Venezuelan Corporation Internationally Accuses Government of “Harassment”

In an ongoing dispute with the Maduro administration, Venezuela’s largest food and beverage producer has accused the Bolivarian government of “harassment and discrimination” due to the Venezuelan president’s public protest against the conglomerate’s role in the country's economic war.


Los Angeles, California, August 18th, 2016 ( – Venezuelan conglomerate Empresas Polar, denounced Nicolás Maduro’s administration this week at the International Labor Organization (ILO) for alleged “harassment and discrimination”. The Maduro administration has consistently called out Polar for scarcity of goods which are fundamentally linked to struggling economic conditions for Venezuelans across the country. Polar is the South American nation’s largest brewery and producer of food and other basic goods.

Polar initially submitted their complaint in 2015 to the ILO’s Committee on Freedom of Association regarding alleged attacks against their company and workers at the hands of national government officials.  

On July 27, Polar turned in an official appeal at ILO headquarters in Geneva, Switzerland. Their statement included a wide range of grievances among them citing the “arbitrary detention”of nine Polar managerial staff earlier this year. 

Polar’s appeal is currently supported by the International Organization of Employers (OIE) of which it is the only Latin American member.

“We went to the ILO because it is an organization in charge of defending work around the world and we feel that the actions undertaken by the Government against the company are a threat to Empresas Polar’s 30,000 jobs,” expressed Polar’s legal director, Guillermo Bolinaga.

Bolinaga alleges that the government has increasingly taken actions against the company and its workers within the last several months.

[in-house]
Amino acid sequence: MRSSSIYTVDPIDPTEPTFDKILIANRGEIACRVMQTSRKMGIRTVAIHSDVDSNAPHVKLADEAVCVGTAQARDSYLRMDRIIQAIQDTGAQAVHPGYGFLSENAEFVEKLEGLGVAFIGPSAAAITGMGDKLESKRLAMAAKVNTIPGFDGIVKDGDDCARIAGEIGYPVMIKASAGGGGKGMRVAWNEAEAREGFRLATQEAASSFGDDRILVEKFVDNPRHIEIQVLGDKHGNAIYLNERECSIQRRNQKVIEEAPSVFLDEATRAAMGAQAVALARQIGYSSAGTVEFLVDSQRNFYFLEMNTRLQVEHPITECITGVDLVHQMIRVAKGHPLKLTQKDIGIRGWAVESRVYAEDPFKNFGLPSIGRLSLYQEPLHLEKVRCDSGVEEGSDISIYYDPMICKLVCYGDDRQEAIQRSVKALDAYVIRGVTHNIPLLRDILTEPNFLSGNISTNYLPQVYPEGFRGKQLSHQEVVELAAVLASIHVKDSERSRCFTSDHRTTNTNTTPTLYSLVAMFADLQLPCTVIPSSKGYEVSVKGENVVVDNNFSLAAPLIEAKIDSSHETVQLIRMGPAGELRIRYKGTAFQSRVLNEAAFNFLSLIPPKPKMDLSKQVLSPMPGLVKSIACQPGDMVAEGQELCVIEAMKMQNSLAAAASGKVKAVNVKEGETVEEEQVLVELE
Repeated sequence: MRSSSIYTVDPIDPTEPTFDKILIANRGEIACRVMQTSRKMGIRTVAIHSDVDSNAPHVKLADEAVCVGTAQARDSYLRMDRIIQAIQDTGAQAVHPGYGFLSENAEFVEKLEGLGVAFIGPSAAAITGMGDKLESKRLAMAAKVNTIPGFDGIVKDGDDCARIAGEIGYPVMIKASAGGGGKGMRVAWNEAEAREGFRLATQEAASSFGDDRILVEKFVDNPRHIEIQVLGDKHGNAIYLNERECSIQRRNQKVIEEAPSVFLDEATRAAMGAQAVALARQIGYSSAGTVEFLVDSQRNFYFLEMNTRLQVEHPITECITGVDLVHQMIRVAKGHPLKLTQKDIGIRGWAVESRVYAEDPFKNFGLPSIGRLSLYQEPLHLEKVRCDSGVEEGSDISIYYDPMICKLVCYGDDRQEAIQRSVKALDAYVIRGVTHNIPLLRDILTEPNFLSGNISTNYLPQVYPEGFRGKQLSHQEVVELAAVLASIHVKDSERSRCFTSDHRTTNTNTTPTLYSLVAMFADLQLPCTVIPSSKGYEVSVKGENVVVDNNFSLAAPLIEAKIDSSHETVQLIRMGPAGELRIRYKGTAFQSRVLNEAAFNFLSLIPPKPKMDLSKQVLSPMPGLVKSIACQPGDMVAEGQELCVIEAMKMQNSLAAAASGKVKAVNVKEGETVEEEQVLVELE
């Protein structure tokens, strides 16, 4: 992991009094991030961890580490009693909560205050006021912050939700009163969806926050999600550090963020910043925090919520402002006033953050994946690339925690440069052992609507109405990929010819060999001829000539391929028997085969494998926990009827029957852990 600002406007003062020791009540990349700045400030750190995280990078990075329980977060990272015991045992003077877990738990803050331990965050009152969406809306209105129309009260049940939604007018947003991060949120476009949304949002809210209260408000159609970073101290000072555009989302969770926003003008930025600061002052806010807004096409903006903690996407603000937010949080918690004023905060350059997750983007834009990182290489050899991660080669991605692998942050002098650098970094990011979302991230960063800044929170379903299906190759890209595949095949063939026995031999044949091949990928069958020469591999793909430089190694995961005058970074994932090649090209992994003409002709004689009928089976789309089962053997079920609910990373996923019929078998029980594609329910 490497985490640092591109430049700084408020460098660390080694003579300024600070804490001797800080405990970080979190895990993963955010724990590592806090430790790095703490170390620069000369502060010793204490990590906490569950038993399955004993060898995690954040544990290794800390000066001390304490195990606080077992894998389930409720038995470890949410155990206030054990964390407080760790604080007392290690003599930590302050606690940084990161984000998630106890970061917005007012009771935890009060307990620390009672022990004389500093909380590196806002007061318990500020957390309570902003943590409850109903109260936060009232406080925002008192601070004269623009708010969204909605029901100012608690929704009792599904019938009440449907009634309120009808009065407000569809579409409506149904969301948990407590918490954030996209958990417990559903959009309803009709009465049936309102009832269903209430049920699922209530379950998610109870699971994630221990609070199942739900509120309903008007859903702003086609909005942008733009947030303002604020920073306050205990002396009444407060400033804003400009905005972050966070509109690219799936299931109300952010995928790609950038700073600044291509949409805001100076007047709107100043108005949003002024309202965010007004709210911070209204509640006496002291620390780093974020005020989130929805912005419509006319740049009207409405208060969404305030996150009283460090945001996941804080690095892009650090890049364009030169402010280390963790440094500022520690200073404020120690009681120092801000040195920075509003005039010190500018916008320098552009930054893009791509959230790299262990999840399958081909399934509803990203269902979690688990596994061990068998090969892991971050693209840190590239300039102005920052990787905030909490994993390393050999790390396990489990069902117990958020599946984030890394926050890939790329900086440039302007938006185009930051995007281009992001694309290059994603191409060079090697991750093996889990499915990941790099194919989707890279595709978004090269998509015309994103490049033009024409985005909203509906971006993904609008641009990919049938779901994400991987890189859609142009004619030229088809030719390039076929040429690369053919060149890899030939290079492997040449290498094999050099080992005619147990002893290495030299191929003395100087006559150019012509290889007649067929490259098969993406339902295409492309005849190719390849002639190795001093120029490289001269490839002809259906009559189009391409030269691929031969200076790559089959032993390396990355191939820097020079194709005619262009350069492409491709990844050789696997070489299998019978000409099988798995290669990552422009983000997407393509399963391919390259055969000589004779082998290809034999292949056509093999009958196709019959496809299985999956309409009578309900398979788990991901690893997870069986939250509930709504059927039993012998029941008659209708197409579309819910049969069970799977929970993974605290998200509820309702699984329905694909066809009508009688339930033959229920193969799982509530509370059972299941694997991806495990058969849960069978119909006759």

“Just this year we have received 768 inspections,” he said.

Additionally, Polar accused the government of carrying out a “media smear campaign” to discredit the image of its company, directors and workers. “We presented all the proof [we have] of harassment and malice,” said Bolinaga.

In recent months, the Maduro administration has worked alongside Venezuelan workers to reclaim abandoned factories and support worker-controlled projects. In July, Venezuelans took over Kimberly-Clark’s factory and have since collaborated with the government to produce personal, feminine, and baby care products.

Likewise, the government facilitated negotiations at the Coca-Cola factory in June securing workers’ labor rights. On repeated accounts, Maduro has voiced his administration’s support for worker-led initiatives and national production as well distribution of goods as part of the people’s offensive against the economic war.

Among their grievances,  Polar blamed the government’s “tight currency controls” for their limited access to foreign currency for raw goods.

In early April, Maduro responded to Empresas Polar President Lorenzo Mendoza’s public outcry over currency controls. “Don’t worry about [US] dollars, there are none,” Maduro stated. “I told him [Mendoza] not to worry, he has a lot of [dollars] abroad,” the Venezuelan president added, calling on Mendoza to use his own financial resources to ensure the corporation’s productivity.

Empresas Polar was founded 75 years ago and produce the majority of goods currently scarce on Venezuelan store shelves including pre-cooked cornmeal, coffee and other products.

The ILO is a United Nations agency founded in 1919 that deals with issues regarding labor, labor standards and social protections representing all 187 UN member states.